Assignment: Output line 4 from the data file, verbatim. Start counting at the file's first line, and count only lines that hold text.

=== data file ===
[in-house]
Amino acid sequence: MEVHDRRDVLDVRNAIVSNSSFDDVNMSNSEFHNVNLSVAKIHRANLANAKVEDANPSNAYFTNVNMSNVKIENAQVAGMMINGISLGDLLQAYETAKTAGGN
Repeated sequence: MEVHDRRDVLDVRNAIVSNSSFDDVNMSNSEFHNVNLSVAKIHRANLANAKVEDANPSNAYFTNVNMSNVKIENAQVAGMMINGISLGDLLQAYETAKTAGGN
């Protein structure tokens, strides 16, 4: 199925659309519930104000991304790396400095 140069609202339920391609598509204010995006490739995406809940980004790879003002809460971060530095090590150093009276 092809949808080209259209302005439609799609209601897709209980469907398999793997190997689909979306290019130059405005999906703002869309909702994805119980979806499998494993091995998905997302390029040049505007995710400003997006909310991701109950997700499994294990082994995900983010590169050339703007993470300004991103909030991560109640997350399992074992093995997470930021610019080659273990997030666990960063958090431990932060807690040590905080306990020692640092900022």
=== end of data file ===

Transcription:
């Protein structure tokens, strides 16, 4: 199925659309519930104000991304790396400095 140069609202339920391609598509204010995006490739995406809940980004790879003002809460971060530095090590150093009276 092809949808080209259209302005439609799609209601897709209980469907398999793997190997689909979306290019130059405005999906703002869309909702994805119980979806499998494993091995998905997302390029040049505007995710400003997006909310991701109950997700499994294990082994995900983010590169050339703007993470300004991103909030991560109640997350399992074992093995997470930021610019080659273990997030666990960063958090431990932060807690040590905080306990020692640092900022």